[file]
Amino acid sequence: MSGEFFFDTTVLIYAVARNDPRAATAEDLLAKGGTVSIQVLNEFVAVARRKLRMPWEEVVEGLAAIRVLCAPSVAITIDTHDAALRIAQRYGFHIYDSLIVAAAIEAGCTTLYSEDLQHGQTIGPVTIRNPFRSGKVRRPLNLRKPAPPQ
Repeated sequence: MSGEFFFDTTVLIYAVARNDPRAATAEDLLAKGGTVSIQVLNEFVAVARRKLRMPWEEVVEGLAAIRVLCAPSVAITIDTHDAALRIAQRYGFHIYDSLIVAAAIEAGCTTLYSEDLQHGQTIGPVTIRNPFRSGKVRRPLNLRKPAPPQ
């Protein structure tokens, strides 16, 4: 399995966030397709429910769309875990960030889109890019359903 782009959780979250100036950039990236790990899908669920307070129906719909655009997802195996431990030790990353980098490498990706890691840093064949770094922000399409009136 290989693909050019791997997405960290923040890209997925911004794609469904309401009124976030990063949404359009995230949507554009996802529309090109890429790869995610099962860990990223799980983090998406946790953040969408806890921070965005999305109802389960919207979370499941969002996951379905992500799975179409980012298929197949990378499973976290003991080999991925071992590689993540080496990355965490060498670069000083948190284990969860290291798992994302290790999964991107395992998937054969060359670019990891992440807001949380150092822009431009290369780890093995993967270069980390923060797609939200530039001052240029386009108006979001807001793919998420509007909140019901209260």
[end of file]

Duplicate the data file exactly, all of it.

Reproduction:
Amino acid sequence: MSGEFFFDTTVLIYAVARNDPRAATAEDLLAKGGTVSIQVLNEFVAVARRKLRMPWEEVVEGLAAIRVLCAPSVAITIDTHDAALRIAQRYGFHIYDSLIVAAAIEAGCTTLYSEDLQHGQTIGPVTIRNPFRSGKVRRPLNLRKPAPPQ
Repeated sequence: MSGEFFFDTTVLIYAVARNDPRAATAEDLLAKGGTVSIQVLNEFVAVARRKLRMPWEEVVEGLAAIRVLCAPSVAITIDTHDAALRIAQRYGFHIYDSLIVAAAIEAGCTTLYSEDLQHGQTIGPVTIRNPFRSGKVRRPLNLRKPAPPQ
């Protein structure tokens, strides 16, 4: 399995966030397709429910769309875990960030889109890019359903 782009959780979250100036950039990236790990899908669920307070129906719909655009997802195996431990030790990353980098490498990706890691840093064949770094922000399409009136 290989693909050019791997997405960290923040890209997925911004794609469904309401009124976030990063949404359009995230949507554009996802529309090109890429790869995610099962860990990223799980983090998406946790953040969408806890921070965005999305109802389960919207979370499941969002996951379905992500799975179409980012298929197949990378499973976290003991080999991925071992590689993540080496990355965490060498670069000083948190284990969860290291798992994302290790999964991107395992998937054969060359670019990891992440807001949380150092822009431009290369780890093995993967270069980390923060797609939200530039001052240029386009108006979001807001793919998420509007909140019901209260």